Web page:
arosner + rossdouthat   5

The Mile-High Club: What the Right Really Thinks About Sex « Corey Robin
"And here we come to Ground Zero of conservative commitment. The conservative believes in excellence, as Douthat says, but it is a vision of excellence defined as and dependent on “overcoming.” It’s a vision that abhors the easy path of acceptance, of tolerating human frailty and need, not because that path is wrong but because it is easy. Or, to put it differently, it’s wrong precisely because it is easy...Liberals and leftists often miss this ardor of adversity, and it’s a critical error because it overlooks just how romantic and impassioned, how fervid and fervent, conservative morality, not just about sex but about a great many matters, actually is. And that is part of conservatism’s appeal. Savage in fact commits that very error when he says that Douthat’s vision of marriage eliminates the element of “adventure.” Not so. Douthat’s vision is profoundly adventurous—it’s the adventure of ascent, of trying to reach a summit of moral excellence that you probably cannot reach."
rossdouthat  dansavage  sex  repression  coreyrobin  conservative  marriage  modernism 
september 2011 by arosner
Is The GOP Hopeless? - Ross Douthat
Douthat on "what seems to me like the worst-case scenario for a Republican revival, in which the party regains power without having developed any new leadership at all - as the beneficiary of a disastrous "Obama economy," but without any ideas for how to handle the situation save the same "clapped-out package of 1980s-vintage solutions," as Frum puts it, that too many Republicans are content to offer now. Which is why my watchword for now is patience: The only way conservatism is really going to come back is gradually, and the best thing for right-of-center thinkers to do is to call out bad ideas and promote good ones, and wait for politicians with the wit and courage to give some of the best ideas that bubble up a trying-out. This may not happen at all: The Republican Party could remain dysfunctional for years. But I'm trying not to get too discouraged if it doesn't happen in the first few months of Barack Obama's Washington."
ideas  politics  conservative  republicans  reform  recession  rossdouthat  stimulus 
february 2009 by arosner
What Would Gore Have Done? - Ross Douthat
"As far as the baseline of Bush Administration wrongdoing goes - the decision to take an ends-justify-the-means approach to the interrogation of terror suspects - I do think it needs to be placed in historical context, and treated as an example of the kind of consequentialism that's endemic to modern Presidencies (and to international affairs more generally), rather than as a distinct break with a more idealistic, human-rights-centric American past...if we're going to talk about the current President and his advisors as war criminals - which is how many liberals would have us think about them - we need to follow that logic where it leads: Toward a more wholesale repudiation of how American foreign policy has traditionally been conducted (and how we think about presidents from FDR to Reagan) than I think many liberals would be willing to accept." Pretty much all of Douthat's points here I agree with, but he ends up drawing conclusions completely opposite from mine.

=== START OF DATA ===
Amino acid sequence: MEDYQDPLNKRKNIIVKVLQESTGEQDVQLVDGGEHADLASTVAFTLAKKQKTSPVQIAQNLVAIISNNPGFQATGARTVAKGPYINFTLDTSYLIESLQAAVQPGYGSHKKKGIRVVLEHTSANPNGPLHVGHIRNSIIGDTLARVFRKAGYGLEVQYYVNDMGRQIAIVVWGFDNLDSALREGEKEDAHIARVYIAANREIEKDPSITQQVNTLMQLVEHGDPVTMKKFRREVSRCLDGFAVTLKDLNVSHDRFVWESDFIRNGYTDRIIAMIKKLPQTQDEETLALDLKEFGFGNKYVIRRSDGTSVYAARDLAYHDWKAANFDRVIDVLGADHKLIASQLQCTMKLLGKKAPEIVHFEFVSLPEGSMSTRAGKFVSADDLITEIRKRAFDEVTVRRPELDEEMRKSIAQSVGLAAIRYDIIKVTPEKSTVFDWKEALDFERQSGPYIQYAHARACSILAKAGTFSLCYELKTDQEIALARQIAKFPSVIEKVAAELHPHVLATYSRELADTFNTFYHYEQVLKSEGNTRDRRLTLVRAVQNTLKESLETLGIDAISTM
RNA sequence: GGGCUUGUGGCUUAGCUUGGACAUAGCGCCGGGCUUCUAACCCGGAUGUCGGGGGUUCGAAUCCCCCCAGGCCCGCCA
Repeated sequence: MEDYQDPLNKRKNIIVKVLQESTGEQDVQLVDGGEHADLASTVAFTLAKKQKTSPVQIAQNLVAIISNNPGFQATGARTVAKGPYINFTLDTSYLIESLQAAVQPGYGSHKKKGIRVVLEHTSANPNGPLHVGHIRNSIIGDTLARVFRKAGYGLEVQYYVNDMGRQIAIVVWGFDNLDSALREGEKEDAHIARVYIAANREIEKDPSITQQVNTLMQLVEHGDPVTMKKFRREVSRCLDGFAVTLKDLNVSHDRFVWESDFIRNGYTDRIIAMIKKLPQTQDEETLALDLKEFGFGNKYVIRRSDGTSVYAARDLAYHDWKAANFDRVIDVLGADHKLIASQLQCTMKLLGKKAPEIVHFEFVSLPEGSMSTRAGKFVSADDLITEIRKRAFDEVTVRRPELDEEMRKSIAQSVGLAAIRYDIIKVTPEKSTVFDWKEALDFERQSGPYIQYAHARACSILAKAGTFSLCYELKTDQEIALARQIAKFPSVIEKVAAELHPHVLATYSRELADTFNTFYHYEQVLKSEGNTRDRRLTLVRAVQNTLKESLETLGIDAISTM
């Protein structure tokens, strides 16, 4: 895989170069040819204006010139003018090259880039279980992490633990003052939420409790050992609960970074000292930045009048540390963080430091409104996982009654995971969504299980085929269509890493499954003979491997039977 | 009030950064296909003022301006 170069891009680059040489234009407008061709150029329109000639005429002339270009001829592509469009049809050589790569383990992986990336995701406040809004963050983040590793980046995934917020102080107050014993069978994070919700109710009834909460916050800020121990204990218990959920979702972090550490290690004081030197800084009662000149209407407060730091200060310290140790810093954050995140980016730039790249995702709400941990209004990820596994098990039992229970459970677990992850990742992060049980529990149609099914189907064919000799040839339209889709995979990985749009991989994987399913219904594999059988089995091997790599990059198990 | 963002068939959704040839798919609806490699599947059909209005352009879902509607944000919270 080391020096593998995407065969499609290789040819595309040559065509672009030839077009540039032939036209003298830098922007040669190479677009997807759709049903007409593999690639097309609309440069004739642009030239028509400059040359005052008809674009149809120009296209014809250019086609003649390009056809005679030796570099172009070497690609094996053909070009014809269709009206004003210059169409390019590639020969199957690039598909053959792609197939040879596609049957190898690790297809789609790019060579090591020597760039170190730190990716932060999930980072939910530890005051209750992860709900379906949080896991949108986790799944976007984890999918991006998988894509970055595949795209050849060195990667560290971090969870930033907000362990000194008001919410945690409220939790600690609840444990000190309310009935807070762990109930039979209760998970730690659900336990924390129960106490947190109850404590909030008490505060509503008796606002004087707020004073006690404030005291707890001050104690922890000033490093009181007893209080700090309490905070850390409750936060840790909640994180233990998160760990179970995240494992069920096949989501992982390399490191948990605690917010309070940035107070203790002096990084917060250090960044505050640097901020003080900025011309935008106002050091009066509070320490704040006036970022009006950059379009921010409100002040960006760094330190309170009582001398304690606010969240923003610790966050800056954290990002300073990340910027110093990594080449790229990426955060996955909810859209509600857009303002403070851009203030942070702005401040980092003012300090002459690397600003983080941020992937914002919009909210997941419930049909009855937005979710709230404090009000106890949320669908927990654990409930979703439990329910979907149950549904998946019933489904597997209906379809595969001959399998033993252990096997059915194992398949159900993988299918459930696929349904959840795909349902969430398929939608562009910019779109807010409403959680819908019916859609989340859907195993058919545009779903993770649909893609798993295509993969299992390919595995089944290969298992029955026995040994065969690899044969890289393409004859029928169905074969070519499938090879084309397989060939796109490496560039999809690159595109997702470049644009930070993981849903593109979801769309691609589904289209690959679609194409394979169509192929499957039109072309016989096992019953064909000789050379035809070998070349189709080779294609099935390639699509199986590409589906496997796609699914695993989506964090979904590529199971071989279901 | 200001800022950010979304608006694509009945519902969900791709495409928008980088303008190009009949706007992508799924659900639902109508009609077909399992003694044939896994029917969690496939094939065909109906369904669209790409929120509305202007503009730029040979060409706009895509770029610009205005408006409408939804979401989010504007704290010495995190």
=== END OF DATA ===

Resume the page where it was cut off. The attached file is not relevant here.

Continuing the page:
politics  iraq  torture  bush  terrorism  algore  rossdouthat 
january 2009 by arosner
Thinking About Torture - Ross Douthat
I like that Douthat doesn't shy away from everyone's complicity in torture policies. "I was not so innocent, or perhaps I should I say I was more so: If you had listed, in the aftermath of 9/11, most of the things that have been done to prisoners by representatives of the U.S. government, I would have said that of course I expected the Bush Administration to authorize "stress positions," or "slapping, shoving and shaking," or the use of heat and cold to elicit information. After all, there was a war on! I just had no idea - until the pictures came out of Abu Ghraib, and really until I started reading detailed accounts of how detainees were being treated - what these methods could mean in practice, and especially as practiced on a global scale. A term like "stress positions" sounds like one thing when it's sitting, bloodless, on a page; it sounds like something else when somebody dies from it."
politics  interrogation  conservative  torture  morality  terrorism  abughraib  9/11  rossdouthat  bush 
december 2008 by arosner
Matthew Yglesias » The Right’s Inequality Challenge
"Normally talk about the growth in inequality begins and ends with a discussion of whether or not it’s a problem and should we try to “spread the wealth around” or just not worry. But completely aside from whether or not it’s substantively a problem, it’s a political problem for conservatives. That top ten percent is, in an important way, the base of the conservative coalition — providing loyal votes, campaign and institutional funding, etc. And as the economic circumstances of the top ten percent become more and more different from the economic circumstances of the rest of the country, it becomes harder and harder to articulate a policy agenda that speaks to the concerns of both the top ten and also the broad middle. Or, rather, it becomes harder and harder to articulate an economic policy agenda that does that."
policy  economics  conservative  republicans  ideology  wealth  ronaldreagan  rossdouthat  inequality  matthewyglesias 
november 2008 by arosner

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